No highways connect Bebedó, Colombia, a small town on the shore of the San Juan river, to nearby communities.
The 672 residents come and go only by boat. They don’t have electricity or any paved roads.
What they do have is three police stations. Officers often survey the riverbank, dressed in dark green, the yellow, blue and red of the Colombian flag on their uniforms visible from passing boats.
Residents live in what some call a “red zone,” land on the border between areas controlled by the government and those controlled by illegal armed groups.
Since armed groups arrived in the Chocó region in the late 1980s, the isolated area has been known for growing coca, the plant used to produce cocaine.
Before, farmers relied on crops such as yucca, plantain and sugar cane. Small mining operations — time- and labor-intensive work that brings little reward — helped families make ends meet. Today, with low returns on crops and small-scale mining pushed aside by larger companies, families have few options.
Growing coca, a tree that requires relatively little maintenance, gave struggling farmers an income unmatched by any other work in the region.
Rural Colombians do know that coca is illegal but that's more abstract in the face of hunger."
Farmers themselves are so far removed from the process of making cocaine that they’ve likely never seen the drug in its final form, says Bonnie Klassen, director for MCC’s work in South America and Mexico. They have little opportunity to know of cocaine’s effect in the U.S. and other countries — and, in the midst of their own need, little chance to reflect on that devastation.
“Rural Colombian farmers do know that coca is illegal, but that’s more abstract in the face of hunger,” Klassen says.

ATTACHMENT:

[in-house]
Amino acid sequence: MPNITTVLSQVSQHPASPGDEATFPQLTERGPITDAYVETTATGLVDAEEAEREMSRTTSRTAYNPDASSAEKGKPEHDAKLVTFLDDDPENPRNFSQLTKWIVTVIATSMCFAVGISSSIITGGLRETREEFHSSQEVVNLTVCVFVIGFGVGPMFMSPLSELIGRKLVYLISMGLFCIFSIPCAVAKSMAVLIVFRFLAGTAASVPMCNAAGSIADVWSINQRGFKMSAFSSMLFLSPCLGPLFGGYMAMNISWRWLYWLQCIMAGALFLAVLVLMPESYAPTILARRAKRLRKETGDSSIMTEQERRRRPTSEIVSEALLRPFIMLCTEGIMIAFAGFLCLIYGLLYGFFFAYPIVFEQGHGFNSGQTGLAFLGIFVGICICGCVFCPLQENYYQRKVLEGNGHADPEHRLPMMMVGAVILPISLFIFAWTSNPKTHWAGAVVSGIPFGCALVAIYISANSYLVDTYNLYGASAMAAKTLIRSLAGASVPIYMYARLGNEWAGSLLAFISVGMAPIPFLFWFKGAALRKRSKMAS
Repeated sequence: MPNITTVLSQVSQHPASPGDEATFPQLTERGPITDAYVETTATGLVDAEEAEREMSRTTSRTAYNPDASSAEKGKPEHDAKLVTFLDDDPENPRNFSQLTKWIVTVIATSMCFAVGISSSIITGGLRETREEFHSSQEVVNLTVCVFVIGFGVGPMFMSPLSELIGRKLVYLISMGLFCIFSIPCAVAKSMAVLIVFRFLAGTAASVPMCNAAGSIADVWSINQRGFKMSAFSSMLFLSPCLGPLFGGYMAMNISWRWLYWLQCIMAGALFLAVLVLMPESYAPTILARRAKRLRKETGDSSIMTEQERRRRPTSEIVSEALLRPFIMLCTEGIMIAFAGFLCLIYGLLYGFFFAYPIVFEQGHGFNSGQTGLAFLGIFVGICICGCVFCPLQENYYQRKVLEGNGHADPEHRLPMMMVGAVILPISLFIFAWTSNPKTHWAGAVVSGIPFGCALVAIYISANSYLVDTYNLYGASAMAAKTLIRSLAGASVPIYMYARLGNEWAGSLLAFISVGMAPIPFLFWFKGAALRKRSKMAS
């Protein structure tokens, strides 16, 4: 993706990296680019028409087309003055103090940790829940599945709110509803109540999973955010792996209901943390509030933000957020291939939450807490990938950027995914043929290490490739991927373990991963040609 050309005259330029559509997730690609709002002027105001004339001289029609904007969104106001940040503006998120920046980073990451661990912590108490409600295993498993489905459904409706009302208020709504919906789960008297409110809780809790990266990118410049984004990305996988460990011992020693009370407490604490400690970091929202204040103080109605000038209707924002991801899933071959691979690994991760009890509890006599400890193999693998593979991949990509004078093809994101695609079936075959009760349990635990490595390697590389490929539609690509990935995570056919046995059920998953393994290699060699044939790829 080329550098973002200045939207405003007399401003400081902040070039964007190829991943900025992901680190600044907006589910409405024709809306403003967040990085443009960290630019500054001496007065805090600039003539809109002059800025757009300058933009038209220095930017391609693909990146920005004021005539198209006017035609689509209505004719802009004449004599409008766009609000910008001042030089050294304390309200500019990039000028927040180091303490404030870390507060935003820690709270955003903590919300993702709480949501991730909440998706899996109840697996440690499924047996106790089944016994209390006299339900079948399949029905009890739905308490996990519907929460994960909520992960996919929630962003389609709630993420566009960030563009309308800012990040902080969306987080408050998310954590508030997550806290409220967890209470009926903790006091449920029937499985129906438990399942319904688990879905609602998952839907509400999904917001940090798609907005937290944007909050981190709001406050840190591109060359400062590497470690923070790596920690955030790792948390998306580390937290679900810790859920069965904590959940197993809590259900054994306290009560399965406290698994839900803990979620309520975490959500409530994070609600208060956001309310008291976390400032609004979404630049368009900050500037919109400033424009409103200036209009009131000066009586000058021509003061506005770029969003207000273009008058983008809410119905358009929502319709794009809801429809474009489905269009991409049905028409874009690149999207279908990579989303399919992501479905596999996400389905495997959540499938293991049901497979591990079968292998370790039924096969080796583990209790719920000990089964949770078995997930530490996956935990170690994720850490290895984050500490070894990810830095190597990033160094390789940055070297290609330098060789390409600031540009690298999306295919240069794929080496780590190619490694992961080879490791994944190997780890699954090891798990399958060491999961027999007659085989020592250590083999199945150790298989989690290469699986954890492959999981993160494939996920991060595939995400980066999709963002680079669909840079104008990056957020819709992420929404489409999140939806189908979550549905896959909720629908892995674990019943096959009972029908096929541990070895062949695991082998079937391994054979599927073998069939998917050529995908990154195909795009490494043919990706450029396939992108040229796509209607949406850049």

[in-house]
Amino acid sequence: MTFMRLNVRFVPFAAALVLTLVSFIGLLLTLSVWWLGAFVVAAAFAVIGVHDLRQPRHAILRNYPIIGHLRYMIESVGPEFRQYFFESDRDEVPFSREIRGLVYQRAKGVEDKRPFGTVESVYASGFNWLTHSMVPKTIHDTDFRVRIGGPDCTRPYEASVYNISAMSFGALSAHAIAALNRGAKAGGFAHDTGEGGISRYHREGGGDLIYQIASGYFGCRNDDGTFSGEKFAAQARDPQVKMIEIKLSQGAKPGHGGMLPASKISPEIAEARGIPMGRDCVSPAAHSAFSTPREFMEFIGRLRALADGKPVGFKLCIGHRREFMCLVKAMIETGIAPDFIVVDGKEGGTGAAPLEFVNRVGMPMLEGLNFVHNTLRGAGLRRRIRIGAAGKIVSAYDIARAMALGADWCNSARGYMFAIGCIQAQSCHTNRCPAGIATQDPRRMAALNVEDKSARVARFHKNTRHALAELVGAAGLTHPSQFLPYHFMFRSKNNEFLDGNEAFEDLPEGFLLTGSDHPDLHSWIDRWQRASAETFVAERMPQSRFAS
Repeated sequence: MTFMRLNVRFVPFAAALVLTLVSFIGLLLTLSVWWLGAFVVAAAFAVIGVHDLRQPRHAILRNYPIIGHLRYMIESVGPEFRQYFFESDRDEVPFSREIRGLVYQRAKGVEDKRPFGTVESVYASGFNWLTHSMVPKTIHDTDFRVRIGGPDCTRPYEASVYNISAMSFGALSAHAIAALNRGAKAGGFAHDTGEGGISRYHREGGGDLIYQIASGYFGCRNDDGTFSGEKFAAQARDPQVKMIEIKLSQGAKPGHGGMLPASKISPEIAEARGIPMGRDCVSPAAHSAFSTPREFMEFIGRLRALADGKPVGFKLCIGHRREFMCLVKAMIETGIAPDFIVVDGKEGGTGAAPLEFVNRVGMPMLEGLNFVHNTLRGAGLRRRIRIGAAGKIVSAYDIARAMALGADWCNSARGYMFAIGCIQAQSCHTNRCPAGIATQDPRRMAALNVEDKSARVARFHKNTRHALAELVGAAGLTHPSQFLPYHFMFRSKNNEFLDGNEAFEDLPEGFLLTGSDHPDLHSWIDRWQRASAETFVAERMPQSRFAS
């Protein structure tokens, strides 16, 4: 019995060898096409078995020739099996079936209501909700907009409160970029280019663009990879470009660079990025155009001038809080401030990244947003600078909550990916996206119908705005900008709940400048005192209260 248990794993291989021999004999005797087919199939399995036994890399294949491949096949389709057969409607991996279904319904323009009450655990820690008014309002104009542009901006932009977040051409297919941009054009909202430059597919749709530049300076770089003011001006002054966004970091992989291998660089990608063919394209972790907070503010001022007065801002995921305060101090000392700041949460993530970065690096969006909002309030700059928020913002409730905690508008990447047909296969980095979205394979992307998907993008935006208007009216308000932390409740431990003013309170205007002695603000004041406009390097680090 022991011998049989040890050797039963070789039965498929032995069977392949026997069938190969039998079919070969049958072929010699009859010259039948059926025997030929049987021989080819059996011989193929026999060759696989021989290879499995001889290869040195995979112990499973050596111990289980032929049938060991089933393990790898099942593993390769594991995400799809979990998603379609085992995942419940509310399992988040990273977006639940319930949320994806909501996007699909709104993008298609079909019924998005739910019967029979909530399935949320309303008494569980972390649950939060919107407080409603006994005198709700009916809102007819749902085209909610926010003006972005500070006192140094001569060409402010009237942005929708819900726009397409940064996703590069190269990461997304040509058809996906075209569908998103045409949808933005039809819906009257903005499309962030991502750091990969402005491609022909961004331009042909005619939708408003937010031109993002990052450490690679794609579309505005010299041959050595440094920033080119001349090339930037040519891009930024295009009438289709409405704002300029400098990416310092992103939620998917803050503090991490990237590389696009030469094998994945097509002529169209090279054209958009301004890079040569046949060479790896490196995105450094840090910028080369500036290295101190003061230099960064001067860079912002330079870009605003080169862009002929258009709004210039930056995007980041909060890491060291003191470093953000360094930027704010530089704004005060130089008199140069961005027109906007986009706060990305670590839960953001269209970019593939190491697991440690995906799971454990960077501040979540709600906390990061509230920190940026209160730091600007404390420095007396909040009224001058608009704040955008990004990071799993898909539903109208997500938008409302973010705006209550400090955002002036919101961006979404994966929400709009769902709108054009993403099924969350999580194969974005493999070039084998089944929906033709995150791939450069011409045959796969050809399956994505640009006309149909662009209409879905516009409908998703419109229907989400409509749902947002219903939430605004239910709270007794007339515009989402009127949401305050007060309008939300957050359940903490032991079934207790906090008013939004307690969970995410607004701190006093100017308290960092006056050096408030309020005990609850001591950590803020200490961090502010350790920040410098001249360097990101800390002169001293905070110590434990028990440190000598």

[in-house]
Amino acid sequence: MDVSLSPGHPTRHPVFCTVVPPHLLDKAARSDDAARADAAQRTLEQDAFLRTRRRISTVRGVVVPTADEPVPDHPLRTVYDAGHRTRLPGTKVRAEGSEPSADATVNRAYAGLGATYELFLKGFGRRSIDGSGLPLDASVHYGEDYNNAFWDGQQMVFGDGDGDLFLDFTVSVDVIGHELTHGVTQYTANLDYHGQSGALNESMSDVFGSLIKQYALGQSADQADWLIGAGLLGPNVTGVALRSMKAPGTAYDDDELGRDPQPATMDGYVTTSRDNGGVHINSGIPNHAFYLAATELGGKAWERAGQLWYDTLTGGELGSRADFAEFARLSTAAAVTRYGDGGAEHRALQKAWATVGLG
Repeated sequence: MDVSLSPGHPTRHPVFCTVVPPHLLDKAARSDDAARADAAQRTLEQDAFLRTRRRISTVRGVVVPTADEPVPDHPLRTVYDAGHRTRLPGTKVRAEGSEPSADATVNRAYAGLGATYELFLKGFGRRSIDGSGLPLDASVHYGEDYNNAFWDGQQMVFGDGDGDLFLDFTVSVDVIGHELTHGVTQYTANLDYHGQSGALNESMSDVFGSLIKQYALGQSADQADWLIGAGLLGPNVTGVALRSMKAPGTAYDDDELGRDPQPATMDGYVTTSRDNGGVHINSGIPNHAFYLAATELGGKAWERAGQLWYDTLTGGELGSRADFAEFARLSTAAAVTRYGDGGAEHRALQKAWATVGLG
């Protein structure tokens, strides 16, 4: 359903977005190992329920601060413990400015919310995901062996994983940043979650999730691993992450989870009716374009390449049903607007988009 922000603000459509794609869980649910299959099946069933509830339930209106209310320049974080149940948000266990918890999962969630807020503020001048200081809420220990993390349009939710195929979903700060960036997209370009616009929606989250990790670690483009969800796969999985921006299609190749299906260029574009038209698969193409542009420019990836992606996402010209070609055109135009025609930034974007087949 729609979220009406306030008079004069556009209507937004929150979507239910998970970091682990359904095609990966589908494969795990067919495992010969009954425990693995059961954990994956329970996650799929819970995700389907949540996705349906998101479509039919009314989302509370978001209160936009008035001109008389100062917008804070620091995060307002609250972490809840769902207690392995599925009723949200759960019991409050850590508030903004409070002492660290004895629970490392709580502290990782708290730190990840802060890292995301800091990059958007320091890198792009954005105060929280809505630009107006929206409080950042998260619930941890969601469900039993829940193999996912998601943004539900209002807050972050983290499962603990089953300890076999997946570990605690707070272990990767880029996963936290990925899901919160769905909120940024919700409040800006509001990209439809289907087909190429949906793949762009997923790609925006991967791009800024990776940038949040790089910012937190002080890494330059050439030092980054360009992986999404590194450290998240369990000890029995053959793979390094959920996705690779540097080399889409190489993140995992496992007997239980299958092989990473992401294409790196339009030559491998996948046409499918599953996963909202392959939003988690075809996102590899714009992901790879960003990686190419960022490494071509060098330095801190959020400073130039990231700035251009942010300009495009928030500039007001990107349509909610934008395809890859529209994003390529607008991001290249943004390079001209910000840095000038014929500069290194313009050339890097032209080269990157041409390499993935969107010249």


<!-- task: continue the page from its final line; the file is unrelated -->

The cost that’s most apparent is one close to home. With coca comes an increase in guns and violence. In Chocó, multiple armed groups fight each other over coca production.
Government efforts to eradicate coca put farmers at risk of losing their entire crops, whether legal or not, at any time, and confrontations between the government and armed groups are always a threat.
By 2012, Ramon Casildo Mosquera Murillo, like some other farmers in the region, began feeling the risks of coca were too high. But without the added income, Murillo would need new ways to support his three children and aging parents.
The MCC-supported Cacao not Coca project, run by the agricultural program of the Mennonite Brethren Church in Chocó, provided a way out.
Murillo attended a training session on how to grow cacao.Then the church’s agricultural project gave him 1,900 cacao seedlings in the hope that after two years they will bear fruit that can be harvested and processed into chocolate.
Since 2009, MCC has supported the efforts of the Mennonite Brethren Church in Chocó to help farmers support themselves without raising coca.
A first step was building a rice mill and distributing rice seeds. The church also committed to buying the rice after harvest as incentive for farmers to plant a crop many had abandoned when mills in the area broke or they couldn’t find buyers.
From 2012 through 2015, MCC, through its account with the Foods Resource Bank, is providing $172,400 to help support the project’s efforts to promote cacao, which can provide farmers twice as much income per harvest as other food crops.
A cacao nursery was built next to the rice mill. Last March, the project began training farmers and handing out plants. By October, some 110,000 cacao plants had been given out to 140 families.
Helping families increase their income and live with dignity is part of the mission of the Mennonite Brethren Church in Chocó, says Jesus Alfredo Benitez Palacios, who manages the agriculture program.
“We’re not only called to preach the word but also to find alternatives and help people who are marginalized or people who are poor or in need,” he says.